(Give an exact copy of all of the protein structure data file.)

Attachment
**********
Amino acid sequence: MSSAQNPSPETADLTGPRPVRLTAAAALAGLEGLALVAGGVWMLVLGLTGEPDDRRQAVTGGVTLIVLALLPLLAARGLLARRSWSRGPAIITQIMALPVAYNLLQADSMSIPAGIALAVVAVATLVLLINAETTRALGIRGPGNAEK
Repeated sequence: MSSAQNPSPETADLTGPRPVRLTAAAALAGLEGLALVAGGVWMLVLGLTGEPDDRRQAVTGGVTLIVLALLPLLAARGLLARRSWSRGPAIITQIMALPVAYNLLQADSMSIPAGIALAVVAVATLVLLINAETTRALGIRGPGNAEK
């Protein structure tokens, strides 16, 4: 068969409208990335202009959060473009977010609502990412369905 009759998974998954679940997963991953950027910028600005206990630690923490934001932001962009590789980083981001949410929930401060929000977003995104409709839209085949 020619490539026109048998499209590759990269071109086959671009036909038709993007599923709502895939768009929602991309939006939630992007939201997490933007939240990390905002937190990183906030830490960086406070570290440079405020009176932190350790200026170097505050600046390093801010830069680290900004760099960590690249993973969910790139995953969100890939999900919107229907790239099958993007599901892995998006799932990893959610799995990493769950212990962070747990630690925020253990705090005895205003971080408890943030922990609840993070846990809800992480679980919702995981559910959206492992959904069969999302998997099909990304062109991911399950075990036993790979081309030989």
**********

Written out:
Amino acid sequence: MSSAQNPSPETADLTGPRPVRLTAAAALAGLEGLALVAGGVWMLVLGLTGEPDDRRQAVTGGVTLIVLALLPLLAARGLLARRSWSRGPAIITQIMALPVAYNLLQADSMSIPAGIALAVVAVATLVLLINAETTRALGIRGPGNAEK
Repeated sequence: MSSAQNPSPETADLTGPRPVRLTAAAALAGLEGLALVAGGVWMLVLGLTGEPDDRRQAVTGGVTLIVLALLPLLAARGLLARRSWSRGPAIITQIMALPVAYNLLQADSMSIPAGIALAVVAVATLVLLINAETTRALGIRGPGNAEK
């Protein structure tokens, strides 16, 4: 068969409208990335202009959060473009977010609502990412369905 009759998974998954679940997963991953950027910028600005206990630690923490934001932001962009590789980083981001949410929930401060929000977003995104409709839209085949 020619490539026109048998499209590759990269071109086959671009036909038709993007599923709502895939768009929602991309939006939630992007939201997490933007939240990390905002937190990183906030830490960086406070570290440079405020009176932190350790200026170097505050600046390093801010830069680290900004760099960590690249993973969910790139995953969100890939999900919107229907790239099958993007599901892995998006799932990893959610799995990493769950212990962070747990630690925020253990705090005895205003971080408890943030922990609840993070846990809800992480679980919702995981559910959206492992959904069969999302998997099909990304062109991911399950075990036993790979081309030989």